Sunday, January 25, 2009
The Curious Case of Benjamin Button
Oscar Quest concludes (well, the Best Picture round anyway) with a much-belated look at David Fincher's The Curious Case of Benjamin Button, a movie which, to say the least, pleasantly surprised me. Granted, the night after watching The Reader I could have watched Silent Night Deadly Night 2 or (God help us) The Trial of Billy Jack and probably found it more enjoyable, but Benjamin Button greatly exceeded my expectations in delivering a thoughtful, touching, and most of all entertaining film.
Benjamin Button (Brad Pitt) is born in 1918 New Orleans, afflicted with a strange, unaccountable condition: he is born with the attributes of an old man. Abandoned by his father (Jason Flemyng), he is adopted by Tizzy (Mahershalalhashbaz Ali) and Queenie (Taraji P. Henson), a black couple who help run a nursing home. As time goes on, Benjamin not only survives infancy, but grows up, regressing in age as time goes by. He lives a long and full life, serving on the crew of a tugboat, and cultivating a lifelong romance with dancer Daisy (Cate Blanchett), but is cursed by his affliction - which those around him wither and die while he grows ever more young and handsome.
I would be lying if I didn't tell you I went into the movie with pretty low expectations; the plot idea seemed tacky and ridiculous, and I'd heard many people whose opinions I respect (not least of all Roger Ebert) badmouth the film or at least express disappointment. Certainly the film has an odd premise and its share of false notes. But overall it surprised me, making at least three Best Picture nominees that I wouldn't mind winning, unlike last year's zero.
The movie is extremely effective at what it sets out to do. It uses its admittedly odd and somewhat gimmicky idea the best possible way; by framing its story around and emphasizing a message of love, loss and the inexorable march of time. One might argue that Benjamin is no more cursed than anyone else who lives to an old age and has to watch their relatives die. Fair enough, but what does Benjamin have to look forward to? Moving backwards as he is, he is unable to live of a life with any degree of satisfaction or real enjoyment out of his life. Too old to form a proper relationship with Daisy as a child, too young to maintain it as she she ages, he can only maintain his relationships when on just the right wavelength of the others, and then watch them wither and die while he turns into Brad Pitt. It's to the credit of Fincher and his writers (and certainly the cast) that they're able to turn this silly concept into something touching and almost profound; it pulls all of the right emotional strings without being cloying or obnoxious. If it's manipulative, it's the good kind.
Many people have compared the film to Forrest Gump, not the least because it shares screenwriter Eric Roth. This is only valid in an oblique sense, of a man living through a long swath of history and its important events. If anything, however, the movie is the anti-Gump; whereas Forrest was a nitwit who had a major impact on history without realizing it, Benjamin is a man all too painfully aware of himself, and yet he actually achieves very little, professionally or personally; even his war service is marked by chance survival rather than any heroics, and that's probably the biggest achievement of his entire life. Even then, the film doesn't dwell on its historical events, and at best skims over its context. I dare posit that any film about the life of a person would have to deal with the events they lived through, yes?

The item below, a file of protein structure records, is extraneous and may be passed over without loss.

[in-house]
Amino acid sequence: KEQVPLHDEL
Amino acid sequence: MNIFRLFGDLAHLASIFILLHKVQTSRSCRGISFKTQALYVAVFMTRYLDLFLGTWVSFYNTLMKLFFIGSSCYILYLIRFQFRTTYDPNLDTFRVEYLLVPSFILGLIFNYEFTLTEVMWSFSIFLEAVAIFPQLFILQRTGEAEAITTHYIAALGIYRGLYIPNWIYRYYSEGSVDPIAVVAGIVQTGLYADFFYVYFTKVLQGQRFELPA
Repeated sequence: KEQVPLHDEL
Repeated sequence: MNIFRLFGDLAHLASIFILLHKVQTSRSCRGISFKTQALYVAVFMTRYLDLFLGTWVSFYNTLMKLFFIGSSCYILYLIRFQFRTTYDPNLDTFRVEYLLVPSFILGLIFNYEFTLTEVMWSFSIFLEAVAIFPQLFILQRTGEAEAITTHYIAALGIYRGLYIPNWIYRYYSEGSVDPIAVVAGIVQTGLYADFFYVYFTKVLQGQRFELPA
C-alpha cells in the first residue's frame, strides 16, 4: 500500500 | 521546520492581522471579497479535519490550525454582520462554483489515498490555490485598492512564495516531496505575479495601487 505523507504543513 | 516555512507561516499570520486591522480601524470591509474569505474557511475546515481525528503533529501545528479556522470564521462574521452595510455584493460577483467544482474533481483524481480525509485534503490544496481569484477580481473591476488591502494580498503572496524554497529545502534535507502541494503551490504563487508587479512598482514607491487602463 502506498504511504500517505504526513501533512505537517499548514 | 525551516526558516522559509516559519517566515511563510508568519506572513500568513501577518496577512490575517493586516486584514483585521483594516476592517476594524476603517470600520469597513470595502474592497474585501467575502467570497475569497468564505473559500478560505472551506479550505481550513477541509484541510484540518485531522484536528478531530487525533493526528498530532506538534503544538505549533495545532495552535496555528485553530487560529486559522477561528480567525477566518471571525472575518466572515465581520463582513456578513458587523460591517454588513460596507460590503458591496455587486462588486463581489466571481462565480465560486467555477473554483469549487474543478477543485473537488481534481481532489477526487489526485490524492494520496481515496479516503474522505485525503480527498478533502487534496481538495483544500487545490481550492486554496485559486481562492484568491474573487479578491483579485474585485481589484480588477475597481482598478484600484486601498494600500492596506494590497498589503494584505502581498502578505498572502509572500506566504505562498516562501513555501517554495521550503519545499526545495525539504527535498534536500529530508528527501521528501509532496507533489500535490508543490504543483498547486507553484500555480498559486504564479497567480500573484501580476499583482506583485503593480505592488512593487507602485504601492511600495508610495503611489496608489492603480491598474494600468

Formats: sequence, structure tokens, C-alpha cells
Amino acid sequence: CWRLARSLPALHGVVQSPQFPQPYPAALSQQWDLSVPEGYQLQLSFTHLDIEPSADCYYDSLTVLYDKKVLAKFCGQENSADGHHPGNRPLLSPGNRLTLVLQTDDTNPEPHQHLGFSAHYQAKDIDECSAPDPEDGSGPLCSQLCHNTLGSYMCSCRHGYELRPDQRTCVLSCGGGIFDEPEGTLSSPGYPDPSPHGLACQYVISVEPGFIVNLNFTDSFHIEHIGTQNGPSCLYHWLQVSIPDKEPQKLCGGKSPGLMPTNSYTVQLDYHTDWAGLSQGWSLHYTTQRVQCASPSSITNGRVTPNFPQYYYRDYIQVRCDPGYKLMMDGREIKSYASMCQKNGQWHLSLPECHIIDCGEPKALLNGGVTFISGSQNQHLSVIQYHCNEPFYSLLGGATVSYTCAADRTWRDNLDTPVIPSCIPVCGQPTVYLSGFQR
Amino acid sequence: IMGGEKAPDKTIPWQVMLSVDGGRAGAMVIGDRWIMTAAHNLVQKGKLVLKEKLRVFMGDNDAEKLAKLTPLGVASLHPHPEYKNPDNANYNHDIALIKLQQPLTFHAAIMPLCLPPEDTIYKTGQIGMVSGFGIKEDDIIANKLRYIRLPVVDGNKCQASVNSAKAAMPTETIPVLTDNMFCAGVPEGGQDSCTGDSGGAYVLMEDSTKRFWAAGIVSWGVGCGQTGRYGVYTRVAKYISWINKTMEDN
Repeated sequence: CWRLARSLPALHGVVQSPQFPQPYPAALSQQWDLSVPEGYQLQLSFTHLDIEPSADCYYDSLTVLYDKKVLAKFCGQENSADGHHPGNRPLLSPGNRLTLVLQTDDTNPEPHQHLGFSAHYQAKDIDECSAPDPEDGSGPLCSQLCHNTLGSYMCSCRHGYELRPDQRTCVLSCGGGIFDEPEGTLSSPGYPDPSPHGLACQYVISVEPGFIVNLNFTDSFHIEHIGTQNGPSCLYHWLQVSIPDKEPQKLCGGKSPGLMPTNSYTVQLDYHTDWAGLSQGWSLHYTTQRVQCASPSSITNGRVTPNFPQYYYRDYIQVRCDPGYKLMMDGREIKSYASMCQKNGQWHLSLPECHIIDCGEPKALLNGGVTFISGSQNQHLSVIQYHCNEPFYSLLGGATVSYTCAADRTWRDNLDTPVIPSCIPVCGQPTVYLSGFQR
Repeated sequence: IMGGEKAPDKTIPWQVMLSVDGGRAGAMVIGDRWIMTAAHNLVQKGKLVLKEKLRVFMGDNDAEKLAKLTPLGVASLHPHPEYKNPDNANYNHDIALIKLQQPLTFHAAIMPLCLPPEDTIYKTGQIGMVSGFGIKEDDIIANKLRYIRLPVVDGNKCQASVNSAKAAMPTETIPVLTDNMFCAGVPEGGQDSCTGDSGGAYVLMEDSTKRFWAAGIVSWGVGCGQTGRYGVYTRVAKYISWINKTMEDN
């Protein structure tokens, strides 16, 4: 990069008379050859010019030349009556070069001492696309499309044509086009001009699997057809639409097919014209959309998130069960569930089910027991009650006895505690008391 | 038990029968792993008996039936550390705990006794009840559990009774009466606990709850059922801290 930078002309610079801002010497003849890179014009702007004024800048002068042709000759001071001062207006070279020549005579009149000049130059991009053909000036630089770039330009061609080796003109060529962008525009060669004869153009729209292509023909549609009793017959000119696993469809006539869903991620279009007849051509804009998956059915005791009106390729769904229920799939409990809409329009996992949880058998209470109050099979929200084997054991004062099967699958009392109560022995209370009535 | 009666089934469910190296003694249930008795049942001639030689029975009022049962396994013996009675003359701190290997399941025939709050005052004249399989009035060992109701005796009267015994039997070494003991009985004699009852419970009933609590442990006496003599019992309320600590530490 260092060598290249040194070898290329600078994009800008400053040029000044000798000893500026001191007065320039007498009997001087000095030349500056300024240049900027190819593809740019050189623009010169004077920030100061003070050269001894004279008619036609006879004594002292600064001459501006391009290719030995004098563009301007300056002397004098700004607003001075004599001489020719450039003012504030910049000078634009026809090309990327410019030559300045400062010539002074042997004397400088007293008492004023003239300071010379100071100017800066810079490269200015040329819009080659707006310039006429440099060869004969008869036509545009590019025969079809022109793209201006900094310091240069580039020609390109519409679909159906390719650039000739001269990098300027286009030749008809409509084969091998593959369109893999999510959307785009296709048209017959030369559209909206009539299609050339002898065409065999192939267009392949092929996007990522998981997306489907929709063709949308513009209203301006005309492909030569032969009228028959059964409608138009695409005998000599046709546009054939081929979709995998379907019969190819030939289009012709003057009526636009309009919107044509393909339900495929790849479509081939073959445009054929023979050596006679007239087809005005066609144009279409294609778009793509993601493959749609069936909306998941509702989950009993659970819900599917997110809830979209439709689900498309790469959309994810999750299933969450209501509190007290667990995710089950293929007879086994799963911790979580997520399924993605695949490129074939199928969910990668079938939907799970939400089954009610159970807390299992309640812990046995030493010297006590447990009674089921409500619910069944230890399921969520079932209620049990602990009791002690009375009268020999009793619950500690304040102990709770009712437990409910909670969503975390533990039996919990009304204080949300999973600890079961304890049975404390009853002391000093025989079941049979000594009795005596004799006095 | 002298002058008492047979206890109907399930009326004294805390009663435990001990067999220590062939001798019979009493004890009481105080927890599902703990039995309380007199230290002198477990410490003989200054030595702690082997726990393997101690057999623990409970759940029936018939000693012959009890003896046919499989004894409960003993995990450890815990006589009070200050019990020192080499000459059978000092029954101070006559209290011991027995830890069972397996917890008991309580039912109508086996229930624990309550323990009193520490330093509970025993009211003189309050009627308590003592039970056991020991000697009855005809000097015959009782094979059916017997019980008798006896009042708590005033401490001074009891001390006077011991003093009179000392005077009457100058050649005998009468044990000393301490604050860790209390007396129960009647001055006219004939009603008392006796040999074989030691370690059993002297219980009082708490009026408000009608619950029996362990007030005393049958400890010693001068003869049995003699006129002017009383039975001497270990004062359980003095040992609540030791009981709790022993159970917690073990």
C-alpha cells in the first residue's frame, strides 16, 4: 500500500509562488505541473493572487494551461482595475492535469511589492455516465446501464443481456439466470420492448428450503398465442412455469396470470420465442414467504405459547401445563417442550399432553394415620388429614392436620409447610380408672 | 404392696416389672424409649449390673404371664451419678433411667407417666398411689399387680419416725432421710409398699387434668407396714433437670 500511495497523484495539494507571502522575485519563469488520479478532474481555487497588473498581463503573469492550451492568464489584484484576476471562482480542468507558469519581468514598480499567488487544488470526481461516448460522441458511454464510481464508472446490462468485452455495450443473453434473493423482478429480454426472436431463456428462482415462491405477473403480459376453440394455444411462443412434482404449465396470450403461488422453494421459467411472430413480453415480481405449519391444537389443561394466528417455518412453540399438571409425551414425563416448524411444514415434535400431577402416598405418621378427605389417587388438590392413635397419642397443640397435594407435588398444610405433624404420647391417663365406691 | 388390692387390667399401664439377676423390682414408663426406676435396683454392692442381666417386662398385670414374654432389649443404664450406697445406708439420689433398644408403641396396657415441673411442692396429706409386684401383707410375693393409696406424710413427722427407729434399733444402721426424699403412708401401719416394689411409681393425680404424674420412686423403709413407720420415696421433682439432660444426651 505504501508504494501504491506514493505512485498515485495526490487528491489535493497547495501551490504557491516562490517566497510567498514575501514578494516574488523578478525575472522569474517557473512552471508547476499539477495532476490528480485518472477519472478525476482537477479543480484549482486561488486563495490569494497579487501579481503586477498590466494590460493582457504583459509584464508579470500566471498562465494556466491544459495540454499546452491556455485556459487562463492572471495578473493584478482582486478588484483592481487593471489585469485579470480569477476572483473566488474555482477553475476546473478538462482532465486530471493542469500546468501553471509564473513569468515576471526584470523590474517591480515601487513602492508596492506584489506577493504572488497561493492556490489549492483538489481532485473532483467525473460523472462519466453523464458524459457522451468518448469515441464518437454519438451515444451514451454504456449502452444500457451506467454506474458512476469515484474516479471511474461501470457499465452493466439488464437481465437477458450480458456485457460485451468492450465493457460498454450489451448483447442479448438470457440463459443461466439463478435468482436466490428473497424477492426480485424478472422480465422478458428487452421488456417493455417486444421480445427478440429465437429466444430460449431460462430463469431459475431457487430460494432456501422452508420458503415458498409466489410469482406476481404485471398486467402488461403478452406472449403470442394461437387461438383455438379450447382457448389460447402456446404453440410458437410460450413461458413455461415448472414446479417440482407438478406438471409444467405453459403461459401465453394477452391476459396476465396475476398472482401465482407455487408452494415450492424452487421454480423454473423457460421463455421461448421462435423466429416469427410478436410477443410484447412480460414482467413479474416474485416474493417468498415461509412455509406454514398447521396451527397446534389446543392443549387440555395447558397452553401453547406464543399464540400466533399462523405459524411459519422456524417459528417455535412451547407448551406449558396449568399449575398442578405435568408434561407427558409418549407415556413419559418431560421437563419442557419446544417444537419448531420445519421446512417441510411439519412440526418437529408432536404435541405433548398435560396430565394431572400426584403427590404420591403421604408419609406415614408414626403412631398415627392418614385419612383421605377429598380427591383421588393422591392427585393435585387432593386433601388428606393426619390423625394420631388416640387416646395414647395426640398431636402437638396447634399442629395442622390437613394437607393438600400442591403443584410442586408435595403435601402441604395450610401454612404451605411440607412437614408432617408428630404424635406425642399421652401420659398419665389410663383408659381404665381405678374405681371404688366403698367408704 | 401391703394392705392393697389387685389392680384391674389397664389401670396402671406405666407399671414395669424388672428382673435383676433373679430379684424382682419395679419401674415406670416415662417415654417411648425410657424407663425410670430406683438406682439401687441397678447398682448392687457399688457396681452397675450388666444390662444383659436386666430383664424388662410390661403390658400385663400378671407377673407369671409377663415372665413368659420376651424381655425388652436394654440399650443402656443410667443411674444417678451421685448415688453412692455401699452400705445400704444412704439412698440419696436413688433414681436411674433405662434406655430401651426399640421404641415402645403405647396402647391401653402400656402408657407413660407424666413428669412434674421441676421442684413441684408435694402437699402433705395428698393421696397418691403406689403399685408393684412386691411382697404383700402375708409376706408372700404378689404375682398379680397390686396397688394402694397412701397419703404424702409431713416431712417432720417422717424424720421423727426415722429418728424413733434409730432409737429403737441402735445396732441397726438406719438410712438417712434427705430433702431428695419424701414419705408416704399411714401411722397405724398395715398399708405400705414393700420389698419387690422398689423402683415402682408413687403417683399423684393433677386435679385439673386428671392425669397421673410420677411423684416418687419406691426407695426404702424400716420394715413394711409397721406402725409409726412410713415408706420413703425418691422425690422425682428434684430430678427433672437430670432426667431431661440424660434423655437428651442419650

The movie's message is not entirely original, but it's well-done anyway. The plot device is a bit odd but avoids being tacky; it's used well to push the story's message forward. The movie's only major flaws are the lame framing device involving a dying Daisy and her daughter (Julia Ormond) in hospital, during Hurricane Katrina of all things, and the illogical progression of Benjamin's growth; if he started out as an infirm baby, shouldn't he grow into a young-looking old man rather than regressing back to infancy? (This is the exact opposite of the original F. Scott Fitzgerald short story, but I digress.) Considering the whole, though, those are relatively minor complaints.
David Fincher's direction is wonderful. His films (Se7en, Fight Club) usually have a forced, false atmosphere of doom, gloom and despair that is turned into wistful nostalgia here. The film maintains a fantastic, nostalgic, almost dream-like atmosphere throughout, never seeming completely real. His sense of shadow and color, the strong point of his other films, survives here and thrives as well in an atypical context. The make-up is astonishing, as is to be expected. Alexandre Desplat's contributes a moody, emotional musical score that enhances the proceedings considerably.
The film's acting is very good. Brad Pitt does a nice job depicted Benjamin's improbable evolution, managing to make him believable in spite of the copious make-up job. It's not the greatest performance of Pitt's career but it's a nice turn anyway. Cate Blanchett, however, is most wonderful; she pulls off a difficult character extremely well; I don't know how she missed out on an Oscar nod. (As an aside, I've always loved her as an actress but I've never found her more luminously beautiful and attractive than here.) The supporting cast contains its share of gems, including Taraji P. Henson as Queenie, Tilda Swinton as Benjamin's short-lived English lover, and Ted Manson as the poor fellow who always gets hit by lightning.
Flaws aside, The Curious Case of Benjamin Button is a really fine film. Its insights are timeless if not particularly original, and except for a few kinks in plot and story dynamics it's a near-flawless piece of entertainment. 8/10 and #5/22 for 2008
Rating: 8/10 - Highly Recommended
So, what's next?